Nov 25, 2012

Feast Your Ears!

Hopefully, you are not feeling as stuffed as Thursday's turkey. Since it was just Barry, Brock (12), and me up here on the mountain, our menu was modest and nontraditional. We were satisfied but definitely not stuffed.

I listened to my favorite food podcasts today. Much of my blogging inspiration is derived from this resource. Yet, I mention podcasts to others and often receive a blank look. Some acknowledge being familiar with sermon podcasts, but nothing beyond that.

pod·cast • /ˈpädˌkast/
Noun: A multimedia digital file made available on the Internet for downloading to a portable media player, computer, etc.

My most favorite podcasts had their beginnings on local radio. The hosts eventually made replays available via podcasts. Fans could then listen at their leisure and as many times as they wanted. Stitcher and iTunes are my preferred apps for listening, and many websites offer streaming and/or audio links.

I enjoy a variety of themes, particularly food. However, I am not just interested in recipes and restaurants. I love the culture and science of food. I am curious about chef's and their cooking philosophy; organic and local food; as well as sustainable agriculture. 

Evan's program is local to Los Angeles. Jonathan Gold's food reviews are focused on the LA and Orange counties. Good Food's website states: 
Your weekly treat from Evan Kleiman. By tuning in to Good Food, you can discover great restaurants that you've never heard of, the politics of consumption, explorations of cultures through their food customs, and some of the most interesting people who devote their lives to various elements of the food supply.
Lynne began, years ago, as an early morning talk show host on Minnesota Public Radio. Since then, she has received 2 James Beard Foundation awards and her broadcast is in syndication. Lynne's bio shares: 
The late Julia Child was a steadfast advocate of The Splendid Table and appeared on the program numerous times. Among the parade of outstanding guests are food activist Michael Pollan, author of such books as The Omnivore's Dilemma and Food Rules; film director and writer Nora Ephron; famed Spanish chef José Andrés; the late director Ismail Merchant; food writer Anthony Bourdain; chef Mario Batali; Franz Ferdinand lead singer Alex Kapranos, who is also a food critic; and classical violinist extraordinaire Joshua Bell, who enjoyed an in-home cooking lesson from Lynne.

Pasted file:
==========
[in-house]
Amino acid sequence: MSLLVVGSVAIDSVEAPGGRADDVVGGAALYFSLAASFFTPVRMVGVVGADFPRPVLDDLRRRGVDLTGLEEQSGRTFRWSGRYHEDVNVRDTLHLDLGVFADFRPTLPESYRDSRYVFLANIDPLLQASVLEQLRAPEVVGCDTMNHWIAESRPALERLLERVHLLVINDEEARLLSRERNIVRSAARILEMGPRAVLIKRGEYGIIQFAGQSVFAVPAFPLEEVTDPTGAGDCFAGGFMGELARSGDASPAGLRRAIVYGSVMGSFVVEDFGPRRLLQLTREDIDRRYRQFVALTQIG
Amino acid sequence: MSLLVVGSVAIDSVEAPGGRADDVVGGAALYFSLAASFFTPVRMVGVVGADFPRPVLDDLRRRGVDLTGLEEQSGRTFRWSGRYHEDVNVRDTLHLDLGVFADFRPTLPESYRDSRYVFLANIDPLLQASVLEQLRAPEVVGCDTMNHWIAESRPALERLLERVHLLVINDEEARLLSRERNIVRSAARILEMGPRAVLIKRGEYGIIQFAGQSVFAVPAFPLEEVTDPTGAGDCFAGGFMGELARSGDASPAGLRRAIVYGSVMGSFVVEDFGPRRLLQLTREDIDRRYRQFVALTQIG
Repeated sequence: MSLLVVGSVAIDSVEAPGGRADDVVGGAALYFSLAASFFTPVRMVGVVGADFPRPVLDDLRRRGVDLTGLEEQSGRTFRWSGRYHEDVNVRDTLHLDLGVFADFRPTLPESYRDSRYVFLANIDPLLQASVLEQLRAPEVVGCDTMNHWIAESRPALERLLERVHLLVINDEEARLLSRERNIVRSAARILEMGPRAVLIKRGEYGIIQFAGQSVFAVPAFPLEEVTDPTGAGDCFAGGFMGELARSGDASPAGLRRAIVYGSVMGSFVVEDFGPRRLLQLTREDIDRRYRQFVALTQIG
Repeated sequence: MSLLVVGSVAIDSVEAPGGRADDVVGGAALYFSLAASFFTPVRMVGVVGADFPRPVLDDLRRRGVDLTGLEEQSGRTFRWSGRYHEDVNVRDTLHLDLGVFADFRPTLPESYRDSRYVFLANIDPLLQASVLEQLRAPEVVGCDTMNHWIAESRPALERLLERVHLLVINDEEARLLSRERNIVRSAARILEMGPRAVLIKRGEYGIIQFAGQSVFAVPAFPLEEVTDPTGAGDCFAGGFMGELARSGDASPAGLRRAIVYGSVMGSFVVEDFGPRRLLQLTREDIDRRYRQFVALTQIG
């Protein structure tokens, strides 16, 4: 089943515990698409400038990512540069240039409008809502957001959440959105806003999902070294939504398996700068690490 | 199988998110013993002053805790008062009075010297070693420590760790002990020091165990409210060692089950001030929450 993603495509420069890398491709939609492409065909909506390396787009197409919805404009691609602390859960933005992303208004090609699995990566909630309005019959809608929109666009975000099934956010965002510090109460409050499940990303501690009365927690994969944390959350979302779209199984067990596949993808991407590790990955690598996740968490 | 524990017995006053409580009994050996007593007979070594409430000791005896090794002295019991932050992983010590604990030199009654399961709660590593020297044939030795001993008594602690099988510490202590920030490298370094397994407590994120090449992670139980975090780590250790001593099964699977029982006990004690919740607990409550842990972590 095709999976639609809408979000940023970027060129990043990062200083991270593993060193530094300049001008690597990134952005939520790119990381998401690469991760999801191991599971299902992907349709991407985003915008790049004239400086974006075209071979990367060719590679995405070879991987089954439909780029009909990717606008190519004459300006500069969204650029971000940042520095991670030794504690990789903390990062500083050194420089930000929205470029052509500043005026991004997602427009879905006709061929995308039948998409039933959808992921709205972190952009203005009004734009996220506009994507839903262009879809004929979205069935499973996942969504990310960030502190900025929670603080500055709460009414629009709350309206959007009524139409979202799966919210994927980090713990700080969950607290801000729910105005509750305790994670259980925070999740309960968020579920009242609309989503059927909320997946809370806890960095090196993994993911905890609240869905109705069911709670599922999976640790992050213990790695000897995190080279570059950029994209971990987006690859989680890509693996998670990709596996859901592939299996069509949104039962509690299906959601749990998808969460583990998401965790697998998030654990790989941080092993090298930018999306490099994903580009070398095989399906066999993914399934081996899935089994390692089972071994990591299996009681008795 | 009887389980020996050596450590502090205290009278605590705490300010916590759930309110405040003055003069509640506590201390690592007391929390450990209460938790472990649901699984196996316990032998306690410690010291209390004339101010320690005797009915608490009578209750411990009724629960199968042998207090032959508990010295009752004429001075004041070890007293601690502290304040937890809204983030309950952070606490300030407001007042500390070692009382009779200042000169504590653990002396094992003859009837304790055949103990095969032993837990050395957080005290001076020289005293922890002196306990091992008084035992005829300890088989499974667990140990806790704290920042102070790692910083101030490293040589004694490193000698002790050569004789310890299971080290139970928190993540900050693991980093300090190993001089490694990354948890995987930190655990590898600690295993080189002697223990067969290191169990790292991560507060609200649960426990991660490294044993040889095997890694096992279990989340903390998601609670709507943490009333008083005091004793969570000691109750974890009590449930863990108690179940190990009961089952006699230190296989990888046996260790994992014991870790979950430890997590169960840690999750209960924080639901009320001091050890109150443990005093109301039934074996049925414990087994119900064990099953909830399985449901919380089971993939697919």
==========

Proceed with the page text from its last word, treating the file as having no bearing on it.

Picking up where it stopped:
Food reviewers Jane and Michael Stern "find the special, unique and idiosyncratic diners and eateries in cities and towns across America..."

This is one of my newer favorites. Once a month, Jessica leads listeners on a sojourn into the heart of food culture. She is articulate and the pitch of her voice is deep and resonating. Her website says this about her:
A culinary historian, Dr. Jessica B. Harris has lectured on African-American foodways at numerous institutions and colleges throughout the United States and Abroad and has written extensively about the culture of Africa in the Americas, particularly the foodways. An award winning journalist, Dr. Harris has also written in numerous publications ranging from Essence to Saveur to German Vogue.
There are additional podcasts on the Heritage Radio Network (located on the East Coast) — some more liberal than others. Be sure to check it out.

Bon appétit,


  1. Well, I learned a little about podcasts today. I wasn't really sure what they were for. Looks like you get some great info about cooking and food from your favorites. I suppose there are as many on sewing too.
    You have a beautiful blog, Karen. I'm going to check out your Pinterest and face book too. You are a busy girl.
    We used to live in the mountains too. (reading your profile) I miss it.

  2. Oh! Recently I found podcasts on my Iphone and listened to one about life in Provence. It was really, really down my alley and so fun.


Thanks for stopping by!
♫ Karen